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Top 10 Tips from AP Summer Institute Instructors to Prepare Students for an AP Exam

Updated March 2019

If you’re like many other teachers, the spring months can be stressful as you rush to finish the curriculum and prepare students to take exams in May. To help relieve the year-end stress, here are some tips you can use to incorporate test preparation and practice into your curriculum throughout the year or semester.

  1. Review the latest standards and updates. The first place to go for official, up-to-date information about curriculums and test measures is the Advances in AP Web page. Stay up-to-date with new techniques and advancements in your discipline like bioinformatics and citizen science programs that are local, regional, and even global.
  2. Cover all the tested topics in your course. If you will not finish the curriculum, spend the last few weeks covering the remaining tested topics. Allow extra review for the concepts that will be tested most heavily. To determine what to cover, review the course descriptions:

  3. Administer practice free-response questions (FRQs) to help your students improve their writing skills and give them practice writing full, concise answers. Use FRQs from previously released exams to help prepare students. Here are some links to course descriptions containing FRQs and resources from past exams:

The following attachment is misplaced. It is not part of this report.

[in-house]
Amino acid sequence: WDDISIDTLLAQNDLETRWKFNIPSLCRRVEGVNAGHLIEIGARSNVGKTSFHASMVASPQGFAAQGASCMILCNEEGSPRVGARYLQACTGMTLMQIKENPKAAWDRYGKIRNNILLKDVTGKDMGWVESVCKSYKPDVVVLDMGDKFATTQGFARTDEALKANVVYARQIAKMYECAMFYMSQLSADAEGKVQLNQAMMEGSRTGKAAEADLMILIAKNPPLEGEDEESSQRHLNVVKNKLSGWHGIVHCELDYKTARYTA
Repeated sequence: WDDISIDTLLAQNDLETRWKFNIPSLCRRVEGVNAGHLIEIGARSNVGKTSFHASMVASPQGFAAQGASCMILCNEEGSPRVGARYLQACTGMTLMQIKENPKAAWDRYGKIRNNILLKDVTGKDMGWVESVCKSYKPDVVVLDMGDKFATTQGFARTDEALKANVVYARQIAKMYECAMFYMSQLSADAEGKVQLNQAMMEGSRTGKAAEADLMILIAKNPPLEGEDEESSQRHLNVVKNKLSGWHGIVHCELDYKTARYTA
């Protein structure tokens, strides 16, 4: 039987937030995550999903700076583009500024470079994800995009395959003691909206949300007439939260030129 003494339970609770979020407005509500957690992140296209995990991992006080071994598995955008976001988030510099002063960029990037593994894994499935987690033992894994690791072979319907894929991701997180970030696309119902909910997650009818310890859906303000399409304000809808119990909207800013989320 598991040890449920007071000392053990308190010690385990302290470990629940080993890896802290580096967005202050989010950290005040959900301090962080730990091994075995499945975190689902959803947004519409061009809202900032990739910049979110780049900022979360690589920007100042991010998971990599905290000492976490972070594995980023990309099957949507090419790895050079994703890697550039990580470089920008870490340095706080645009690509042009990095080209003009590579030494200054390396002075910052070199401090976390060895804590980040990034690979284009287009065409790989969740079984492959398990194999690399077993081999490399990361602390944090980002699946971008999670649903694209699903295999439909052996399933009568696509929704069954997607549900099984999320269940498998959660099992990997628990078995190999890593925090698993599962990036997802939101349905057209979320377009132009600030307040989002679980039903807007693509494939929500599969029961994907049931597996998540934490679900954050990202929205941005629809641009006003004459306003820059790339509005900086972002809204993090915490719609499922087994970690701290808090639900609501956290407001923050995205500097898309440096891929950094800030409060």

Some sample FRQs include grading rubrics, which can help students learn how the questions will be graded on the exam.

  4. Use appropriate questions throughout the course to help your students become accustomed to the questions they will encounter on the exam. Remember to include both essay and multiple-choice questions. Some teachers use questions from released exams, textbook test banks, and other review materials.
  5. Practice math without calculators. It is important to remember that calculators are NOT permitted on some exams, so consider prohibiting calculators during practice exams.
  6. Emphasize lab work. Students should have as much practice with data analysis and experimental design as possible. Lab simulations are also available online; however, examine them critically before recommending them to students.
  7. Help students develop critical-thinking skills. Use case studies from online resources and colleges and universities to encourage students to build these skills.
  8. Share information with fellow teachers. Use a virtual dropbox for sharing lessons with other teachers and to learn and share information about all facets of the course. For professional development, attend conferences that allow you to meet and share ideas with other teachers. Many conferences are offered at state and regional levels, so extensive travel is not required.
  9. Encourage your students to study outside class. Prepare a study outline so students can focus on the concepts most likely to be tested. Try offering tutorial sessions for students after class. At some of these sessions, students may study in groups to go over difficult concepts or come to you for extra help.
  10. Prepare your students with tips and reminders. Distribute a list of tips for test day. Remember to list the materials they need to bring. Also include basics such as getting plenty of sleep, eating a healthy breakfast, dressing comfortably, and bringing a jacket.

By following these tips and using the recommended tools and resources, you can prepare your students for exam success.

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